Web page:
The RP’s Weekly Web Gems: The Politics of College

College admissions rates have consistently decreased over the past several years, often with dramatic annual drops. See here for the Top 100 Lowest Acceptance Rates in Fall 2010. [US News]

The Common Application is an online, standardized first-year application form and is currently used by 456 colleges across the the United States and internationally. Its widespread implementation has had palpable effects on college admissions trends, such as students applying to many more schools that they ordinarily would have. See here for the Common Application website, as well as an account of the effects the University of Michigan saw immediately following the form’s implementation in its admissions process. [Common Application] [Ann Arbor]

While the number of applications at many universities is continuing to increase, colleges are going to be seeing a smaller number of applicants as high school graduation rates are projected to decrease over the next four years from the 2009 record high. In fact, the number of schools seeing decreasing numbers of applications is growing alongside those seeing more. As more students consider two-year or only public colleges, the economy will perhaps take its toll on college admissions. [The Chronicle]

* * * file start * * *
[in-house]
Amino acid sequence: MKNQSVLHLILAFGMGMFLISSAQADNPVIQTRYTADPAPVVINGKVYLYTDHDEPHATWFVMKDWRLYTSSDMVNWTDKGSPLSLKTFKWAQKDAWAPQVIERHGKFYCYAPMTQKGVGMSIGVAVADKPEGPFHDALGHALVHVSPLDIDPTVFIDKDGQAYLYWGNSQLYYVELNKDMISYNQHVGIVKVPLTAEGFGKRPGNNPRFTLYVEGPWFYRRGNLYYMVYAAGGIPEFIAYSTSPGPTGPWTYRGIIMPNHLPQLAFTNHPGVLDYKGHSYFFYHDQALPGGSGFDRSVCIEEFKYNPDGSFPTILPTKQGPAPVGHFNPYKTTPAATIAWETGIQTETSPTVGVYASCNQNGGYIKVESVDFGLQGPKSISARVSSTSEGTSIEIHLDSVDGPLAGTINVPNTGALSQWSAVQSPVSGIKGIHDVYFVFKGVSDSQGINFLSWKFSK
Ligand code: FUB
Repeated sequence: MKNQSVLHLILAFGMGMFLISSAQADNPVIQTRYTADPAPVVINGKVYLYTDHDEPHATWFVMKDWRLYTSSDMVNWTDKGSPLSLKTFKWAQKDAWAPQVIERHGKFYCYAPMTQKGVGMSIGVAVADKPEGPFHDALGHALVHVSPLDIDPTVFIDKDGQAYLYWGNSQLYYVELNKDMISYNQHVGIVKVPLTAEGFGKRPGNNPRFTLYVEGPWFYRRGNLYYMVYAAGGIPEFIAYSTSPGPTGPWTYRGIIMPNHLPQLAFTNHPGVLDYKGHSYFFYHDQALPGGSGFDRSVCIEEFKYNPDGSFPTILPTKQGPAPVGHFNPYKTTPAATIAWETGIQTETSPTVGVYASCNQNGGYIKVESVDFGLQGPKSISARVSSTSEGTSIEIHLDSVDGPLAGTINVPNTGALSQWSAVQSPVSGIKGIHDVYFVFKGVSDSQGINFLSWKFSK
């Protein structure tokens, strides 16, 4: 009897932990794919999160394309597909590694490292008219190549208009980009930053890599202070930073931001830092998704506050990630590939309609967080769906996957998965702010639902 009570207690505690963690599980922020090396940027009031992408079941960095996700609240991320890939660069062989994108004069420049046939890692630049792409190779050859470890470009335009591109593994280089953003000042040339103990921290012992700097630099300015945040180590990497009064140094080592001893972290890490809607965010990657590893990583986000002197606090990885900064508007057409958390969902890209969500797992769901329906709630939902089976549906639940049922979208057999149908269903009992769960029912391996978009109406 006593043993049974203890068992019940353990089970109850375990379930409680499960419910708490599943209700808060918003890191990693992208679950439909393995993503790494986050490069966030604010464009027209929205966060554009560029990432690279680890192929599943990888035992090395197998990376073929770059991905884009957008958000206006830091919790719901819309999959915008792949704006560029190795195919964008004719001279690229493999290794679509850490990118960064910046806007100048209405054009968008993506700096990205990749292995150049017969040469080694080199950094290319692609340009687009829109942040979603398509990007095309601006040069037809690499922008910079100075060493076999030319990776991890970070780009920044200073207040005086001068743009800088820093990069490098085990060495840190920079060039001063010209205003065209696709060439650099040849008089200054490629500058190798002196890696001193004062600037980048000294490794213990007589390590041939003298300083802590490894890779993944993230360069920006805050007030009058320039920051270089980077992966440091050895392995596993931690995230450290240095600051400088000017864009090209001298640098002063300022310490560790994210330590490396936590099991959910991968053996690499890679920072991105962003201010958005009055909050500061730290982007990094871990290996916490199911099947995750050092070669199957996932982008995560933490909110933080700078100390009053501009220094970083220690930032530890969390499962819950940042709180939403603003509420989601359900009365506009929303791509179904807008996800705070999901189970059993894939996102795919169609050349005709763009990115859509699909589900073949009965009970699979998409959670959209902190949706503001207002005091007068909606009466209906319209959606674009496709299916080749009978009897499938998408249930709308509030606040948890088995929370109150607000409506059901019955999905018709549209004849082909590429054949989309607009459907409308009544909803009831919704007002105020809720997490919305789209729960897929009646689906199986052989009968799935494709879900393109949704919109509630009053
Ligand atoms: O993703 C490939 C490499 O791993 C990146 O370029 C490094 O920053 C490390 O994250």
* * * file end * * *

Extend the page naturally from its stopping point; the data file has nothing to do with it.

Social media is changing college admissions processes for both the applicants and admissions counselors. For the applicants, information about colleges is now more widely available through Facebook pages and blogs, and means of contacting current students have become much more accessible. For the admissions counselors, a new means of screening applicants is visiting a student’s Facebook page. See here for an article commenting on both of these phenomena, as well as a report conducted in 2008 by KAPLAN on the number of admission officers utilizing social media to evaluate applicants. [Politics Daily] [KAPLAN]

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